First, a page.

The challenge: Lisa Schwartz Powell and Doug Powell wanted a bigger open kitchen with more counter space to make family meals in their 1920s Mediterranean-style home in Minneapolis. They often had to confine their dog, Iggy, in the kitchen — or keep him out when they had guests. Lisa worked from home and longed for an organized home office area. And more storage space, for everything from dishes to books, sure would be nice. The Powells asked architect Todd Hansen to combine traditional design with an updated modern aesthetic in the remodeled spaces. “We wanted to do a more contemporary take on the original 1920s architecture,” Hansen said.
Architect: Todd Hansen, Albertsson Hansen Architecture, Minneapolis, www.aharchitecture.com, 612-823-0233.
The solution: Hansen added a 50-square-foot bump-out off the back of the home and utilized space from the existing kitchen and dining room to create a new, updated kitchen. Within the kitchen, he designed practical built-in furniture and cabinets in an eating and sitting area, as well as a sliding dog gate. He converted a seldom-used front room into a combination dining room/home office. One wall holds a built-in desk, china cabinet and bookshelves.
Now you see it, now you don’t: The long, narrow 30-by-14-foot kitchen couldn’t accommodate a walk-in pantry. So Hansen designed two pull-out pantries hidden inside the wood casing on opposite sides of the kitchen. One pantry is for cooking and baking supplies, the other for prepared foods.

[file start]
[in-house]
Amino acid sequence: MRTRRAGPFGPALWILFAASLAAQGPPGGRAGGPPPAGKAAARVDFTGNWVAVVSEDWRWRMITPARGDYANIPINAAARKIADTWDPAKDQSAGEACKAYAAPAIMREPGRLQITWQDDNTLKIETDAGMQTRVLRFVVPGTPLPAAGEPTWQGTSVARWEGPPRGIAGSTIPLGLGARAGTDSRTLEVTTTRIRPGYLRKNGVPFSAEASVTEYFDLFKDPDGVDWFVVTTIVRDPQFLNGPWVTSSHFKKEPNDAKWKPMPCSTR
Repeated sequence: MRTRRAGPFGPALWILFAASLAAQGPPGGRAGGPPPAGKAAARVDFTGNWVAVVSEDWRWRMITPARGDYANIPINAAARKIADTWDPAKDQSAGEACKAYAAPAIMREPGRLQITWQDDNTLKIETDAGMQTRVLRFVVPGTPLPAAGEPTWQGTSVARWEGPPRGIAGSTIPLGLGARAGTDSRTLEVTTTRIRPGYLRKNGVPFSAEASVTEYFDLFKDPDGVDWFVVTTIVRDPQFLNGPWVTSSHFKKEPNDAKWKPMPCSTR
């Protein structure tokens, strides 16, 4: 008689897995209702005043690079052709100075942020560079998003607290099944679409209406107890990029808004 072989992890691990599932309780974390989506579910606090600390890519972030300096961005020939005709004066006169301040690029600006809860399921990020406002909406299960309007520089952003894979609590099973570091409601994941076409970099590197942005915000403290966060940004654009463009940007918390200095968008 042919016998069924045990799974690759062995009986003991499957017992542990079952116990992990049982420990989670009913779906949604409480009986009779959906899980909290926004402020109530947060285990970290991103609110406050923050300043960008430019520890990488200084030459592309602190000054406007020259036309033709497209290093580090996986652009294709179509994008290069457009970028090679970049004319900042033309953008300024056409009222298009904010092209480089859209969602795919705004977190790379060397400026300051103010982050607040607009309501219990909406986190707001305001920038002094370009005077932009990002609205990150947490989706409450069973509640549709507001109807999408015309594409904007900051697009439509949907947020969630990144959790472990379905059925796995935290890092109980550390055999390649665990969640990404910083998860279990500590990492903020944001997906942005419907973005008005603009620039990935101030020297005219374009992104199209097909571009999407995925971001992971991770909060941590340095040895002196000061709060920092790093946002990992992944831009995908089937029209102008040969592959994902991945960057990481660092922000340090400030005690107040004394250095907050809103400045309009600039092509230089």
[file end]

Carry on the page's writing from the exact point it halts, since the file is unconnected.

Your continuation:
“They’re invisible, but so accessible and easy to reach,” said Lisa. “It’s surprising how much they hold.” The built-in pantries also create a division between the breakfast banquette and main cooking area and break up the long room, said Hansen.
Keeping Iggy out: A pet gate under an arched doorway between the kitchen and front hallway helps contain Iggy. The gate, which slides out of a cabinet and hooks onto a small cleat in the floor, is hidden when not in use. It’s sturdier than a typical baby gate and fits the kitchen’s architectural style, said Lisa. “I didn’t want to worry about a pet when I’m entertaining or cooking and there’s food everywhere.”
Space-saving banquette: The wrap-around corner bench also has drawers for storage.
Flex room: The dining room’s built-in buffet does double duty as a computer desk and a sideboard for serving food. Built-in bookcases grace two walls. “I love the feel of books and being able to display them,” said Lisa. Hansen created symmetry in the dining room with a glass-front china cabinet on the left and matching pivoting cafe doors that open into the kitchen on the right.
Built-in benefits: “We view custom cabinetry as part of the architecture itself,” said Hansen, whose firm’s projects were featured in “All New Built-Ins Idea Book” ($19.95, Taunton Press). “They save space, add character and put everyday functions conveniently close at hand.”
Best part: “It’s nice to be in spaces that are so organized and easy to use,” said Lisa. “It makes me feel more organized than I really am.”